[4:47] And the world doesn't revolve around us, especially when things go wrong. When things go wrong and things happen out of our control, our self-centered desire to be in control of everything causes bitterness and disgruntlement and blame.

[5:07] And that's the kind of culture we live in as people, I mean internally, because we find that that's a good, Adam did that, didn't he?

[5:18] Adam blamed God, Adam blamed Eve. Things were out of his control. The prodigal came to that place where, well he blamed God, blamed his father for keeping him and not giving him his share of the state.

[5:35] He maybe blamed the famine when it came and maybe he blamed everyone else who didn't come to his aid when he was eating, wanting to eat the pigs food. And so there's that sense of entitlement which brings great problems when we are enthroned as it did for the prodigal.

[5:53] But that self-rule doesn't only give us a sense of entitlement but also a quest for freedom. Satan says, you know, you'll be like God. You'll know good and evil.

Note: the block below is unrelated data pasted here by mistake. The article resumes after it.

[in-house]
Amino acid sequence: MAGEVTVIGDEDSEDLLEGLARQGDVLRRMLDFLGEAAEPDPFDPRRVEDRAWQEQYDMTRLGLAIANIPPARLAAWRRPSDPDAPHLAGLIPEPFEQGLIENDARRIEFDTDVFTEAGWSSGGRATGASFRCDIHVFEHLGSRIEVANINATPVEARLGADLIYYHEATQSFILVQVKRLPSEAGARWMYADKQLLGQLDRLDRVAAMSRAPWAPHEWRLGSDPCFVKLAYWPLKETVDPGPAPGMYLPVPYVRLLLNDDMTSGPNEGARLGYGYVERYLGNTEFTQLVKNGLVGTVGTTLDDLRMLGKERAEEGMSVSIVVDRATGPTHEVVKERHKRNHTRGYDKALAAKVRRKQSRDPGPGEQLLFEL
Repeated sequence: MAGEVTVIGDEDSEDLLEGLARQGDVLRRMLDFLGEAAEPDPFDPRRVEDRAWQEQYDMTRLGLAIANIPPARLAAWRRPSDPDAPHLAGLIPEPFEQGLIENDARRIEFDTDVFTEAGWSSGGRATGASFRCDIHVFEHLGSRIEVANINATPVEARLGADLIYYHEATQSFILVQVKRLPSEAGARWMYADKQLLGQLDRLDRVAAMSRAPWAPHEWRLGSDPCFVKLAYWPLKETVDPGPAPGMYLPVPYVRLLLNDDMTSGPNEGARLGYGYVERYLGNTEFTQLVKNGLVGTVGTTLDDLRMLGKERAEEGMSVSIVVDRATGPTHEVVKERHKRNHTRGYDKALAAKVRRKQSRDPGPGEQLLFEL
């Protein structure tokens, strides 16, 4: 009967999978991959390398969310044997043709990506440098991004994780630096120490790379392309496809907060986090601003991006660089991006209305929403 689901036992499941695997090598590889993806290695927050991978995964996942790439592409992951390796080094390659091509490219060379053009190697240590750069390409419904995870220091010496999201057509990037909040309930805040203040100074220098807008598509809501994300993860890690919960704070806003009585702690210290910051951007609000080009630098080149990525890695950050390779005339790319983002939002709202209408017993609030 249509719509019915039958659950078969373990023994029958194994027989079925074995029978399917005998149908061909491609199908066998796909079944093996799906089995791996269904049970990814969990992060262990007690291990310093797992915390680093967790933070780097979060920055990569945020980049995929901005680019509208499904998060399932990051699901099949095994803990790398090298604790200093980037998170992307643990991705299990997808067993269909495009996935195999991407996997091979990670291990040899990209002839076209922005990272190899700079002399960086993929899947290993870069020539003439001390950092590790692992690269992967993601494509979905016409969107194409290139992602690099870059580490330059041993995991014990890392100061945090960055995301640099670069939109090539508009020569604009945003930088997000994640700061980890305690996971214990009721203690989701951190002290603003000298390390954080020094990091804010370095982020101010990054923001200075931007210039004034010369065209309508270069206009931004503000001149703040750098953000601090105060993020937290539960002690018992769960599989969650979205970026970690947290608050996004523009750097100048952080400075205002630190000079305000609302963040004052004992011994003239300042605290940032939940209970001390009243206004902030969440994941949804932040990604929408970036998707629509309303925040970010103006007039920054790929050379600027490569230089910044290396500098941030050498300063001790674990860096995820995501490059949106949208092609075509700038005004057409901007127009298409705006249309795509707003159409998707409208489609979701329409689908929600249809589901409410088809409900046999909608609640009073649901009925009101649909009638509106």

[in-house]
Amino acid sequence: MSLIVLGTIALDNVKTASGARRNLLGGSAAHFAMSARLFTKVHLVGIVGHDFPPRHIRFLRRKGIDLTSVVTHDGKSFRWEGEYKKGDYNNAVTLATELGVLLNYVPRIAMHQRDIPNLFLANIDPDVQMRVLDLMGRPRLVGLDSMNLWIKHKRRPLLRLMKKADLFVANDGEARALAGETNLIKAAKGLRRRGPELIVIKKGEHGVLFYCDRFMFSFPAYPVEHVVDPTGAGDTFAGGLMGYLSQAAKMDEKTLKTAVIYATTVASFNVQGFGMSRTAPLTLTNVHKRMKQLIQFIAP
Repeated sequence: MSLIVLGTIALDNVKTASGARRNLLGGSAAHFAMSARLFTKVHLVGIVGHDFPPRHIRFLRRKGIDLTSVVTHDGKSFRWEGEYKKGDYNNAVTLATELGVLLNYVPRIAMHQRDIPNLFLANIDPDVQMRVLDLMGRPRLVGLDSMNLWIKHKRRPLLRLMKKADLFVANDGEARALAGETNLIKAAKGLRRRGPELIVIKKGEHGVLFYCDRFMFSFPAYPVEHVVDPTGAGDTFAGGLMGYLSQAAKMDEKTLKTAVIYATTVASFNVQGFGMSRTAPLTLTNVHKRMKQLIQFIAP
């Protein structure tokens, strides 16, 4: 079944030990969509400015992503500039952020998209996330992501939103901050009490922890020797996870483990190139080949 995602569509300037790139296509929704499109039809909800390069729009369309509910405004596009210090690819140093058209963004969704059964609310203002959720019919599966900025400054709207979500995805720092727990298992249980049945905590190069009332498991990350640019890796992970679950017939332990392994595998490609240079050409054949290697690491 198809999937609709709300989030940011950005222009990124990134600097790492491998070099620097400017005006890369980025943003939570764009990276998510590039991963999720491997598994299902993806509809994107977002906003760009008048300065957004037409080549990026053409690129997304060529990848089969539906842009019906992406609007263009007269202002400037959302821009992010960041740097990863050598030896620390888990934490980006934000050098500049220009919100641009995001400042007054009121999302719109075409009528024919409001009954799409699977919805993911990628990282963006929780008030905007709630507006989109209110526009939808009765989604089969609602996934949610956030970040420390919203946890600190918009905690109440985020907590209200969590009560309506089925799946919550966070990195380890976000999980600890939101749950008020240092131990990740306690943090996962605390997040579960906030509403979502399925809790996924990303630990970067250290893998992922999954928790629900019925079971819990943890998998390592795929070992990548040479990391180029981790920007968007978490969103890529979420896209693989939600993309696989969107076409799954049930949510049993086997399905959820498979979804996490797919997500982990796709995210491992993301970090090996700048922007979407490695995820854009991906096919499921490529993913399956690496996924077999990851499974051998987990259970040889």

[6:04] How brilliant and freeing is that going to be? And the prodigal here, he wanted to go into a far country. He wanted to be in control of his own life. He wanted the freedom from the drudgery of work and being in his father's house.

[6:17] He wanted to make his own decisions autonomy. And in both cases we have a picture there of relegating God and relegating others in the quest for freedom.

[6:29] It's a dubious freedom. There's no absolute freedom. Our only freedom, our only true freedom is living as we were created to do in relationship with our good and loving maker.

[6:44] But the deceit of sin is that it ignores that and it ignores the fact that we, in seeking freedom and being enthroned, become enslaved to our own desires and appetites and nature and nurture and bodies and minds.

[7:01] But the prodigal, the prodigal was single-minded, the prodigal son here. He was obsessed in following his self-centered dream.

[7:12] He wanted to dethrone his father and he wanted to be in charge. And that's a picture of what self-centeredness does and sin as a result.

[7:24] He ignored what it would do to his father, what it would do to his community, to his family, to his brother and to the work of the estate. It was a damaging reordering of love.